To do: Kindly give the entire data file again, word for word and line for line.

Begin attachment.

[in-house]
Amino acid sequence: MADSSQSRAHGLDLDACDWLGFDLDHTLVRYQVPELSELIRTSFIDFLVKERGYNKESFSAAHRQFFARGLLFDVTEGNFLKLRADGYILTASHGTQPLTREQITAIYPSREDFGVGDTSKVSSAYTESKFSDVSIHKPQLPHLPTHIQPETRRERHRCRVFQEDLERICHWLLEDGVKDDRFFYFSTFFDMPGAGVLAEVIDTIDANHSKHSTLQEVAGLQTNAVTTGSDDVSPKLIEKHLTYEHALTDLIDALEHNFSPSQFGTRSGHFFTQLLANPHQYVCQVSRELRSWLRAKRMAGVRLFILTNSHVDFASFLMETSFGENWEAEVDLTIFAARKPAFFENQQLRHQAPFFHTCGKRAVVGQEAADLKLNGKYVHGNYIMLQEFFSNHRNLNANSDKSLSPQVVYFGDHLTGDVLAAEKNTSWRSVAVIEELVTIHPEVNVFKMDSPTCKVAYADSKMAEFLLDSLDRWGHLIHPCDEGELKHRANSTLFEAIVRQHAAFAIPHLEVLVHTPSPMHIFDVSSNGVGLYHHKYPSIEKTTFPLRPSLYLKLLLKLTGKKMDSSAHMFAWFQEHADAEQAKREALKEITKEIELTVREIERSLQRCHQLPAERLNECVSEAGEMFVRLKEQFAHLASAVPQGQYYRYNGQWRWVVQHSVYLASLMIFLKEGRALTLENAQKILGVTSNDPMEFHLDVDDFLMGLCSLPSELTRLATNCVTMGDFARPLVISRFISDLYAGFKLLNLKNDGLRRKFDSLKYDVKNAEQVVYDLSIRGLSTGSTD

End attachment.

[in-house]
Amino acid sequence: MADSSQSRAHGLDLDACDWLGFDLDHTLVRYQVPELSELIRTSFIDFLVKERGYNKESFSAAHRQFFARGLLFDVTEGNFLKLRADGYILTASHGTQPLTREQITAIYPSREDFGVGDTSKVSSAYTESKFSDVSIHKPQLPHLPTHIQPETRRERHRCRVFQEDLERICHWLLEDGVKDDRFFYFSTFFDMPGAGVLAEVIDTIDANHSKHSTLQEVAGLQTNAVTTGSDDVSPKLIEKHLTYEHALTDLIDALEHNFSPSQFGTRSGHFFTQLLANPHQYVCQVSRELRSWLRAKRMAGVRLFILTNSHVDFASFLMETSFGENWEAEVDLTIFAARKPAFFENQQLRHQAPFFHTCGKRAVVGQEAADLKLNGKYVHGNYIMLQEFFSNHRNLNANSDKSLSPQVVYFGDHLTGDVLAAEKNTSWRSVAVIEELVTIHPEVNVFKMDSPTCKVAYADSKMAEFLLDSLDRWGHLIHPCDEGELKHRANSTLFEAIVRQHAAFAIPHLEVLVHTPSPMHIFDVSSNGVGLYHHKYPSIEKTTFPLRPSLYLKLLLKLTGKKMDSSAHMFAWFQEHADAEQAKREALKEITKEIELTVREIERSLQRCHQLPAERLNECVSEAGEMFVRLKEQFAHLASAVPQGQYYRYNGQWRWVVQHSVYLASLMIFLKEGRALTLENAQKILGVTSNDPMEFHLDVDDFLMGLCSLPSELTRLATNCVTMGDFARPLVISRFISDLYAGFKLLNLKNDGLRRKFDSLKYDVKNAEQVVYDLSIRGLSTGSTD